Apparently, I only watch R-rated movies.
Half of this movie is the movie I wanted. That's a very specific thing. Let's establish this early on so I don't have to harp on it. This thing is a tonal mess. The good thing is that I know how to breathe and learn to love what I'm watching.
In many ways, this is a very by-the-books romantic comedy. Sure, it involves the end of days and the setting is super bizarre, but like most indie rom-coms, we have the straight-laced man (Dodge, played by Steve Carell) paired up with wacky, unconventional love interest (Penny, portrayed by Keira Knightley). And that's weirdly the thing about this movie that doesn't really work. I watched this with my wife and she couldn't handle the lack of chemistry these two had. Mind you, Lauren apparently hates Keira Knightley sometimes and she did a fantastic job of pointing out whenever Knightley was less than stellar.
And she was right.
I wouldn't have seen it. For a guy with a degree in theatre and teaches film for a living, I have a hard time critiquing acting choices. I can point out amazing acting, but I have a hard time recognizing bad stuff. Carell? Amazing acting. Knightley? After Lauren highlighted all these moments, it felt like many of Knightley's choices were audition pieces. Memorized monologues meant to illustrate range. But they didn't feel organic. Now, I have another theory about this. Perhaps the writer had difficulty writing women. The name Keira Knightley seems to bring a bit of clout, so I'm not sure what happened there.
But there is something very strange that happens in this movie. While the relationship between Carell and Knightley takes front and center, there is more to the movie than simply boy-meets-girl. I have father issues, so bear with me. But this is the tale of a broken man. He has horrible self-esteem issues and, like most of us, undervalues his own self worth. It takes the end of the world to wake him up from his haze.
I don't think that taste in film is static. At another time, I would have loathed this movie. It wasn't what I was looking for when I started it. I can see me any other day of the week hating it. Perhaps it just hit me at the right time, but I almost broke down watching this movie at one point. I don't know what it was, but it really hit me. This was a beautiful movie. Who cares if the relationship clicked? It was a bizarre premise anyway.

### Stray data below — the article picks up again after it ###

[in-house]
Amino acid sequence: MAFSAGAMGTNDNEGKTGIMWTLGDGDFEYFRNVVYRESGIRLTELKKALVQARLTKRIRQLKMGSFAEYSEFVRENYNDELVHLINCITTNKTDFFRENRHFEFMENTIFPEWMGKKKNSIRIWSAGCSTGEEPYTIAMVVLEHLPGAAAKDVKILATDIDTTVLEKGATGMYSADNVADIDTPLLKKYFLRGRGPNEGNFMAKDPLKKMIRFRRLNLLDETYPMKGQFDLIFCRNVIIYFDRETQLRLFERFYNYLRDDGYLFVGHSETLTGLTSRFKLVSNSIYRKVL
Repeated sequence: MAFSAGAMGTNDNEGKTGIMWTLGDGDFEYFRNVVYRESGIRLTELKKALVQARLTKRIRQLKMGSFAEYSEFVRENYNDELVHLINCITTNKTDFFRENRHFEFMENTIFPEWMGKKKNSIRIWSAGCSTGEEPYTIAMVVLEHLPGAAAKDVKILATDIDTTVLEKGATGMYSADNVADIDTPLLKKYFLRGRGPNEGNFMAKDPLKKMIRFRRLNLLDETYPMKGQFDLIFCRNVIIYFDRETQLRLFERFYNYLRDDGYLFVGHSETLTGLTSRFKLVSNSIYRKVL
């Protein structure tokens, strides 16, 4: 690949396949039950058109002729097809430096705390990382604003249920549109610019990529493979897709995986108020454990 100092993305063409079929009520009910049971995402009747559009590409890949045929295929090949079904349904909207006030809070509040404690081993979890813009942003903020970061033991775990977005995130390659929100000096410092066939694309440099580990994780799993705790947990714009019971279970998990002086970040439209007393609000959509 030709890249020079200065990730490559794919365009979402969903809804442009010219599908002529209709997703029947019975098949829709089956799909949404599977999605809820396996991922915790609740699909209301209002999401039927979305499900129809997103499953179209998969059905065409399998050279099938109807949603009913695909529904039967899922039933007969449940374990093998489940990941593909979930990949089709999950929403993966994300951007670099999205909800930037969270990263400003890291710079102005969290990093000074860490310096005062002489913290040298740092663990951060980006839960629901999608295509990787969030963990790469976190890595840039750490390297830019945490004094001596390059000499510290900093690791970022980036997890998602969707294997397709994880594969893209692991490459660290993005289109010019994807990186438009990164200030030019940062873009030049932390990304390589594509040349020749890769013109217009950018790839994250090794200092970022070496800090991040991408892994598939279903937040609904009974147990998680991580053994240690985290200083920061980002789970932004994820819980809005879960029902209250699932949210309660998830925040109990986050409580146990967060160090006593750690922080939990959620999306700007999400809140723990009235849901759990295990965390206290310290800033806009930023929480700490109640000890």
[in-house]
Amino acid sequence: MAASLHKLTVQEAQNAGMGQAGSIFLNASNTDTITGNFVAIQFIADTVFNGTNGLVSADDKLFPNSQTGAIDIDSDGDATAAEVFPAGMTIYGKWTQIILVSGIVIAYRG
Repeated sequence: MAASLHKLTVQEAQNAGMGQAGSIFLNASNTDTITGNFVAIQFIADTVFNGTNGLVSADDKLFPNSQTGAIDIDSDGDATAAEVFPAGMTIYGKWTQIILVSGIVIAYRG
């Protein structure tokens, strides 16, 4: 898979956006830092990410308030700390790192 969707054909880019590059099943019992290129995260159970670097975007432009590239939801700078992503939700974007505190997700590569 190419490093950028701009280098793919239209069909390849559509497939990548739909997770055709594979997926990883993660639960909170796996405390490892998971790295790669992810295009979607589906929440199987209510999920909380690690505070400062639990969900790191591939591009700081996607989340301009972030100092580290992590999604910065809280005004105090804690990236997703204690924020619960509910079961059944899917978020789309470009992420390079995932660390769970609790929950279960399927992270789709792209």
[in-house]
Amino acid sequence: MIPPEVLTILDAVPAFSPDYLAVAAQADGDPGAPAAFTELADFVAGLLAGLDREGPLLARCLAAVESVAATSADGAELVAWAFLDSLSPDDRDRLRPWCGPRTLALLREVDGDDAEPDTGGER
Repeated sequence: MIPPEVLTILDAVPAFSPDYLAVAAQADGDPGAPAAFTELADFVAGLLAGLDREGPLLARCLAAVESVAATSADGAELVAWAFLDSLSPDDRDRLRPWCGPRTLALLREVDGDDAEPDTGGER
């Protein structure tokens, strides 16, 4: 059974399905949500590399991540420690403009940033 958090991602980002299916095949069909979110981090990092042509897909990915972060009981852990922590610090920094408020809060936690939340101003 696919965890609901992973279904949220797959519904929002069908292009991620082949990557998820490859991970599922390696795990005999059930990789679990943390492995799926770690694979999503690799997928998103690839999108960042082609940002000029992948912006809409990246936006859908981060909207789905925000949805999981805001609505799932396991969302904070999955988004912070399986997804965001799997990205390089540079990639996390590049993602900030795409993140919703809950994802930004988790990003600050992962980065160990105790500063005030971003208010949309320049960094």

Maybe I just weep in the digital presence of Martin Sheen.
Anyway, this movie is far from great. This might be chalked up to the experience of Carell as a realistic, grounded schlub. It might be because I'm an emotional vulnerable wreck who wanted to like the movie. The first half of the movie is slabstick nonsense. The romance is forced. But when the movie is touching, it is devastating.
Again, this movie is R.
There is a genre of film cropping up within the avant-garde community. It is the existential comedy that thrives on a really weird gimmick. I'm not sure that Frank qualifies as one of these movies because it is loosely based on a real dude. But the gimmick definitely takes front and center. What else can be said when Michael Fassbender refuses to take off his paper-mache head, pictured above?
There is something quite appealing about the musician narrative. For a guy who has an abysmal taste in music and primarily listens to spoken word snobbery, music movies are awesome. They somehow make me seem cooler than I am. I am ashamed to say that, after finishing most music movies, I'll attempt to buy something on vinyl to give me street cred. This movie really does a number on subverting that expectation. This is a music movie that makes me feel bad about that behavior.
I guess we're supposed to find parallels with our own lives. Teaching a film class means introducing movies that students normally wouldn't want to watch and presenting them as genius. So goes Frank. Frank is aware of his own genius in spite of probably not being a genius. His music is objectively and intentionally awful. Yet individuals like Domhnall Gleeson's Jon find such beauty in everything he does. The music isn't discordant, but it is just bad. Lyrics find home in the absurd, often leading to funny moments.
I think that director Lenny Abramson achieved exactly what he was hoping to. He wanted to generate a little bit a sympathy and a whole lot of alienation. That means that this movie isn't going to hit a lot of favorites list. I found myself getting a little bored of the quirkiness and the intentionally unappealing characters rubbed me the wrong way pretty often. The movie examines mental illness, but not in a way that addresses Frank's background in any meaningful way. Unfortunately, while I overall enjoyed it, this movie will rarely hit any recommendations list. Perhaps it was the aesthetic and the occasional guffaws the movie elicited, but I liked it. I will just never say that it was great.
Film is great. It can challenge us. It can entertain us. It can puzzle us. It can awaken us.
Mr. H has watched an upsetting amount of movies. They bring him a level of joy that few things have achieved.